The Covid-19 pandemic and associated containment measures hit businesses hard, exposing them to record levels of uncertainty, disrupting value chains, and reversing countries’ hard-earned progress in economic and social development. The knock-on effects of these disruptions on GDP, foreign direct investment (FDI), trade and industrial production have been highest among globally integrated economies that have smaller domestic markets, rely heavily on vulnerable sectors and have limited capacity to adjust.
By Renato Baumann, Co-ordinator, International Co-operation, IPEA, Brazil
Developing economies often face a common challenge: after a period of rapid growth they experience a slowdown in both growth and productivity, falling into what has come to be known as the ‘middle-income trap’. Signing preferential trade agreements and participating in global value chains are two common recommendations presented to countries facing the middle-income trap, and are often seen as intertwining processes. Moreover, regional integration is gaining momentum as an enabler of value chains. However, although regional movement of goods facilitated by regional integration might be necessary, it is not the only condition to ensure production in value chains.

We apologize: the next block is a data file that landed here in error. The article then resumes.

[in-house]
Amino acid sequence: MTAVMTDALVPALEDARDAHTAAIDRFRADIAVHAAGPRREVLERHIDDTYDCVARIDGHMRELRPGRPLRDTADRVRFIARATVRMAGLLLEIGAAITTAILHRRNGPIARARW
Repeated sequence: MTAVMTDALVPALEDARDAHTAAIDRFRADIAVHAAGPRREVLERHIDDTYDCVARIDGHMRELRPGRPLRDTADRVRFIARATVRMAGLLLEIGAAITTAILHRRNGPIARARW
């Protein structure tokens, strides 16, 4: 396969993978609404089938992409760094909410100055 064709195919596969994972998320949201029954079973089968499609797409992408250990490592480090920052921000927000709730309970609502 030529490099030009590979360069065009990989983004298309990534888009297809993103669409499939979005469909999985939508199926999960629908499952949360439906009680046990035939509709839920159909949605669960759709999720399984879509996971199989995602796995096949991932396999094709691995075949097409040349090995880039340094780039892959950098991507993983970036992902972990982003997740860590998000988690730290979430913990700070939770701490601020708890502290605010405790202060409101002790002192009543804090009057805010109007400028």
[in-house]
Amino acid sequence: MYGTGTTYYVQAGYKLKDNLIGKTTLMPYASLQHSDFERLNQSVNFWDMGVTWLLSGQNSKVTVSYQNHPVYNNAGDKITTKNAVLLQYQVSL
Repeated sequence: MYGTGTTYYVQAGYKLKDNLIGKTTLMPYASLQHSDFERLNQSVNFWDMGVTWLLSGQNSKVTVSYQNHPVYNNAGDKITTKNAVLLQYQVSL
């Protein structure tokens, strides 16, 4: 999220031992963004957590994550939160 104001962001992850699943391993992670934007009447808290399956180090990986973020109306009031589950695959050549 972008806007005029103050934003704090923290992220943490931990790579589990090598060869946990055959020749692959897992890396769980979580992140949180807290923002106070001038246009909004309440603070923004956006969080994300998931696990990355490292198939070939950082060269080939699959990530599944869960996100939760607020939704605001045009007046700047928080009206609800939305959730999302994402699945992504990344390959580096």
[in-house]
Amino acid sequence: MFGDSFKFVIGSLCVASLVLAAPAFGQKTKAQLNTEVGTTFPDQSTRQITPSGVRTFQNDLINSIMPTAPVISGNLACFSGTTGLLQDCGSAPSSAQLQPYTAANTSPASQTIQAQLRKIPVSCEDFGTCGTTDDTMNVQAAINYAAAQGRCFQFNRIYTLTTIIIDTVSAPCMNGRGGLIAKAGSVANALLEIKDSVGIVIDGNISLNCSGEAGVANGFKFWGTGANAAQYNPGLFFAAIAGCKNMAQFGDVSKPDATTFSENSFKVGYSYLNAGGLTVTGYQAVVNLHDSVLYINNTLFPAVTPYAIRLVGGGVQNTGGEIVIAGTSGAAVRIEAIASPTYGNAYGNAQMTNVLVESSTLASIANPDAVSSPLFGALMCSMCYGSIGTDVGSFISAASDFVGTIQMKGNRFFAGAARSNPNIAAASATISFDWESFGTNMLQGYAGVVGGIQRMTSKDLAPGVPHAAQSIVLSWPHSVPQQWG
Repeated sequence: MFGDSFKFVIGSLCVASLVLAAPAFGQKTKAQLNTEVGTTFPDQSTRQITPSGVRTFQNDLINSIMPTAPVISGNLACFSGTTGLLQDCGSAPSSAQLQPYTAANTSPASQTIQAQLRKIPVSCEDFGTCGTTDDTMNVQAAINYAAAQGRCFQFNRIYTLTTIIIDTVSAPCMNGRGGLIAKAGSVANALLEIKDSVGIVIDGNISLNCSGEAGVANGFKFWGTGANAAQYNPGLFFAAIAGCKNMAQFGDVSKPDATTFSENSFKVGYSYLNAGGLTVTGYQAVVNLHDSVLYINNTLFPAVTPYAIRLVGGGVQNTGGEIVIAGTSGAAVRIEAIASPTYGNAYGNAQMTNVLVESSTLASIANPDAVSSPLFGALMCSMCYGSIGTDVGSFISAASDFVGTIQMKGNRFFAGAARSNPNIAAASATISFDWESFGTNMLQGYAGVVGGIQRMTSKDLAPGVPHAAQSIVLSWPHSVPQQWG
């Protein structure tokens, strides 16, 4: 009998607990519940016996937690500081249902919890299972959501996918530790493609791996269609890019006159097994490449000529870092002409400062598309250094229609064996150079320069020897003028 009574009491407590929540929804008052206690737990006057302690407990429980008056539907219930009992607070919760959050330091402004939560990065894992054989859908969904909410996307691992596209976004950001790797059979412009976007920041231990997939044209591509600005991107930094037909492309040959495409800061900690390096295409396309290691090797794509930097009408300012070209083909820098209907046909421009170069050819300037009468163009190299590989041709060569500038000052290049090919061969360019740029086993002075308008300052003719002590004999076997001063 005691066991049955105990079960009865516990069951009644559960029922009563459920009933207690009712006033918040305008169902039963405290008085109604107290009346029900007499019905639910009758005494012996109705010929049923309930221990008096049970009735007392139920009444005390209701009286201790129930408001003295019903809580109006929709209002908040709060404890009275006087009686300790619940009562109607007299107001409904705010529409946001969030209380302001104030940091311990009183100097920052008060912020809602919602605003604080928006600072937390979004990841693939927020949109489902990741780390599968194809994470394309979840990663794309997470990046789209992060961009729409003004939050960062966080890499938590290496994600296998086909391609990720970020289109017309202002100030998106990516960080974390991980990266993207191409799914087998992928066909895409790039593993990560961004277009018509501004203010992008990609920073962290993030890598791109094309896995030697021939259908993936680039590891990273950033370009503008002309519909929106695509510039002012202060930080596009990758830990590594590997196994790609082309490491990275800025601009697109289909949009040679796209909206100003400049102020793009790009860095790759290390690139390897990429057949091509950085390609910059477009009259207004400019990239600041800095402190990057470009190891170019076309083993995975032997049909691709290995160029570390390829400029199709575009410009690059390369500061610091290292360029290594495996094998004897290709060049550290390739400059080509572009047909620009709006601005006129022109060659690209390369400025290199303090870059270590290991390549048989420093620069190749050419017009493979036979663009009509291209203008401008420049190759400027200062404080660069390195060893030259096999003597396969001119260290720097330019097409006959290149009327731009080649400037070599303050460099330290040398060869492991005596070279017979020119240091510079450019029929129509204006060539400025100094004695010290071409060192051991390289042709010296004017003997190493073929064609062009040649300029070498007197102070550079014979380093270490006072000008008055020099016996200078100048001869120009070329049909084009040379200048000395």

By Dr Linda Yueh, Economist at Oxford University, London Business School, and LSE IDEAS, and author of “The Great Economists: How Their Ideas Can Help Us Today”
This blog is part of a series on tackling COVID-19 in developing countries. Visit the OECD dedicated page to access the OECD’s data, analysis and recommendations on the health, economic, financial and societal impacts of COVID-19 worldwide.
The immediate shock of the COVID-19 pandemic on world trade and investment is apparent in the latest report of the World Trade Organisation (WTO), which expects global trade to fall by an unprecedented 13 to 32 per cent this year.